This is what documentary is all about, passion, resistance, a voice for the voiceless. Of course many superb documentaries do not adhere to this style but finding a firebrand champion of a hidden cause who pulls off a consistent and engaging flow is like striking oil in your back garden. Conveniently released around the same time as Matthew McConaughey Oscar vehicle Dallas Buyer’s Club, Fire in the Blood, is a war cry against the pharmaceutical companies that profit as millions in the developing world died from the AIDs virus. Director Dylan Mohan Gray sets his stall out early, condemning the lack of humanity shown by these greedy capitalists. With William Hurt as narrator to add an authoritative voice, Fire in the Blood is a composed and clear message, supporting the victims of AIDs and decrying the system that failed them.
Fire in the Blood is laden with expert talking heads, from Bill Clinton to AIDs activists from around the world, even to former World Bank chief and Nobel Prize winning economist Joseph Stiglitz. This film is thorough, bemoaning the humanitarian crisis is not enough; exception must be made to the vast amounts of corruption and collusion that allow the continuation of monetising health and charging for life. A former vice-president of a pharmaceutical company explains how these corporations pull the strings of government. Myths about reinvestment of profit into research and development are dispelled and the filmmaker even finds time for a dig at the Bush regime, untimely yet important. It is a keen analysis on corporate greed and the ravages of unfettered capitalism.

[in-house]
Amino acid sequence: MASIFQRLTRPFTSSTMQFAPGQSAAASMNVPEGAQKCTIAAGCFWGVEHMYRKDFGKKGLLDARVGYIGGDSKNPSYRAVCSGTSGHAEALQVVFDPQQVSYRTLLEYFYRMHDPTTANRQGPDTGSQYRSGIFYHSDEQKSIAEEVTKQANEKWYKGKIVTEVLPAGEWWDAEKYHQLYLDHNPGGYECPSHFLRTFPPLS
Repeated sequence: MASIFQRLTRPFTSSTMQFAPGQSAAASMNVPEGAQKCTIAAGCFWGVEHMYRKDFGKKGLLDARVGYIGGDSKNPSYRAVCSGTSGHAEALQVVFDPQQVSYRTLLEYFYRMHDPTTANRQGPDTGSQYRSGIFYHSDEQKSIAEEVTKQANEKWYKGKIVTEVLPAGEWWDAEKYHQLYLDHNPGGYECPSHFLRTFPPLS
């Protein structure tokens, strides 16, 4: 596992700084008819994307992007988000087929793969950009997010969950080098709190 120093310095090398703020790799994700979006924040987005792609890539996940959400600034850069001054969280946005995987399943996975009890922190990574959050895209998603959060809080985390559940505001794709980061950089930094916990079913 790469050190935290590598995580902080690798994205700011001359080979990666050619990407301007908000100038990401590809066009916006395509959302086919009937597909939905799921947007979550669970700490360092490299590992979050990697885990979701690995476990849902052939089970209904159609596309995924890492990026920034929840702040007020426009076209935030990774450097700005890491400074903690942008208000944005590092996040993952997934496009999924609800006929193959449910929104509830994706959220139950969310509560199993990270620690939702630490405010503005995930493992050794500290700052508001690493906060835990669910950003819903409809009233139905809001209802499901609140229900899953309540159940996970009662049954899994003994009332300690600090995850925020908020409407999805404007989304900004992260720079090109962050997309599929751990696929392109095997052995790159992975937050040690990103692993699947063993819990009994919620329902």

Yet there is balance, a true sign of a great documentary. Though the wait for this balance is long, Gray presents the arguments the pharmaceutical companies make before making moves to disprove them. Filmed over four continents with a superb mix of archival footage, talking heads and affecting images, Fire in the Blood never forgets the human element, consistently reminding the viewer of the victims that lie behind the numbers.
The final chapter of Fire in the Blood tells of how big pharma fought back against the opening of markets for cheaper generic drugs. This leaves the film intriguingly open-ended in an attempt to inspire more to rally to the cause. Certainly Gray makes no attempt to hide this as his score guides swelling emotions from anger and despair to hope in an all-guns-blazing effort to stop what he terms “genocide by denial”.
Fire in the Blood is released on DVD on the 24th March courtesy of Network Releasing